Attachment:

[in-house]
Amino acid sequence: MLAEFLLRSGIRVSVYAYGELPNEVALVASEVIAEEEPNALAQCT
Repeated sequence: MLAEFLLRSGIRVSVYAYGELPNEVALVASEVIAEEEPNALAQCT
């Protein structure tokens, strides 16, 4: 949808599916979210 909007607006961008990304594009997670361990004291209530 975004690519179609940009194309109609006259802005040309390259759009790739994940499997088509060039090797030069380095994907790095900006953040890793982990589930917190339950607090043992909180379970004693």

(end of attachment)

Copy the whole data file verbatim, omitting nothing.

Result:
[in-house]
Amino acid sequence: MLAEFLLRSGIRVSVYAYGELPNEVALVASEVIAEEEPNALAQCT
Repeated sequence: MLAEFLLRSGIRVSVYAYGELPNEVALVASEVIAEEEPNALAQCT
């Protein structure tokens, strides 16, 4: 949808599916979210 909007607006961008990304594009997670361990004291209530 975004690519179609940009194309109609006259802005040309390259759009790739994940499997088509060039090797030069380095994907790095900006953040890793982990589930917190339950607090043992909180379970004693």